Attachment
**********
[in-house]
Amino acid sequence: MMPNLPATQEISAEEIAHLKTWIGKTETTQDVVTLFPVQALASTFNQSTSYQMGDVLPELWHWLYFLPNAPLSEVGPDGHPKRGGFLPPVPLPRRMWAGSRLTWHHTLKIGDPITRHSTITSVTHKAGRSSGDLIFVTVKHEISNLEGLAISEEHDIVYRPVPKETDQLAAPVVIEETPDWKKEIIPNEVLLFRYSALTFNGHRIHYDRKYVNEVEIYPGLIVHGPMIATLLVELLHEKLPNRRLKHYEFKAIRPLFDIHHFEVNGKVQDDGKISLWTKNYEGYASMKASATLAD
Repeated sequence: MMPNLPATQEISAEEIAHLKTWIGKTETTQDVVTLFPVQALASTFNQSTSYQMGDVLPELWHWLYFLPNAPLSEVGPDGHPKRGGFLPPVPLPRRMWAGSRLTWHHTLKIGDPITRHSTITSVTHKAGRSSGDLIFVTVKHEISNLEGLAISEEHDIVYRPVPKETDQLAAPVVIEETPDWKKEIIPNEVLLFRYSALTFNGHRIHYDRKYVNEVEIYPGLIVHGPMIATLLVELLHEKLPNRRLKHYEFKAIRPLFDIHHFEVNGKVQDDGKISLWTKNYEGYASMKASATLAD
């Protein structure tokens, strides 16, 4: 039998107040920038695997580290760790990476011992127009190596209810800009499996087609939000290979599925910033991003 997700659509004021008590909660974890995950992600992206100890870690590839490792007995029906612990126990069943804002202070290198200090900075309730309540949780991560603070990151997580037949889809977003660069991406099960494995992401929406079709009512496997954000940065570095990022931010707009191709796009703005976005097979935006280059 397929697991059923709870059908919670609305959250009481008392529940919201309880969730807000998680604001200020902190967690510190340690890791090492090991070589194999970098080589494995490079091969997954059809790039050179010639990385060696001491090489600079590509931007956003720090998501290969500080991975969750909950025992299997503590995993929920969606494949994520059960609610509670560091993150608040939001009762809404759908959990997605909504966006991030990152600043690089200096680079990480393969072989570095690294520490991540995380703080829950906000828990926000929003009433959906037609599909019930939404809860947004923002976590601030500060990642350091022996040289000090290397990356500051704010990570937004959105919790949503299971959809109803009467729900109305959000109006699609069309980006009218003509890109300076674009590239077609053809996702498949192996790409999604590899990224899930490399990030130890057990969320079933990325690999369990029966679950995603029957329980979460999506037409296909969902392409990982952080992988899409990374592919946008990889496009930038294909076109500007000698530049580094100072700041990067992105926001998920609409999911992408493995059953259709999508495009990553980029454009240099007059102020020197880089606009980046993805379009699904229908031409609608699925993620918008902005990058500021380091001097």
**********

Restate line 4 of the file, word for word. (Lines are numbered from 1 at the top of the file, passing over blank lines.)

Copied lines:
């Protein structure tokens, strides 16, 4: 039998107040920038695997580290760790990476011992127009190596209810800009499996087609939000290979599925910033991003 997700659509004021008590909660974890995950992600992206100890870690590839490792007995029906612990126990069943804002202070290198200090900075309730309540949780991560603070990151997580037949889809977003660069991406099960494995992401929406079709009512496997954000940065570095990022931010707009191709796009703005976005097979935006280059 397929697991059923709870059908919670609305959250009481008392529940919201309880969730807000998680604001200020902190967690510190340690890791090492090991070589194999970098080589494995490079091969997954059809790039050179010639990385060696001491090489600079590509931007956003720090998501290969500080991975969750909950025992299997503590995993929920969606494949994520059960609610509670560091993150608040939001009762809404759908959990997605909504966006991030990152600043690089200096680079990480393969072989570095690294520490991540995380703080829950906000828990926000929003009433959906037609599909019930939404809860947004923002976590601030500060990642350091022996040289000090290397990356500051704010990570937004959105919790949503299971959809109803009467729900109305959000109006699609069309980006009218003509890109300076674009590239077609053809996702498949192996790409999604590899990224899930490399990030130890057990969320079933990325690999369990029966679950995603029957329980979460999506037409296909969902392409990982952080992988899409990374592919946008990889496009930038294909076109500007000698530049580094100072700041990067992105926001998920609409999911992408493995059953259709999508495009990553980029454009240099007059102020020197880089606009980046993805379009699904229908031409609608699925993620918008902005990058500021380091001097």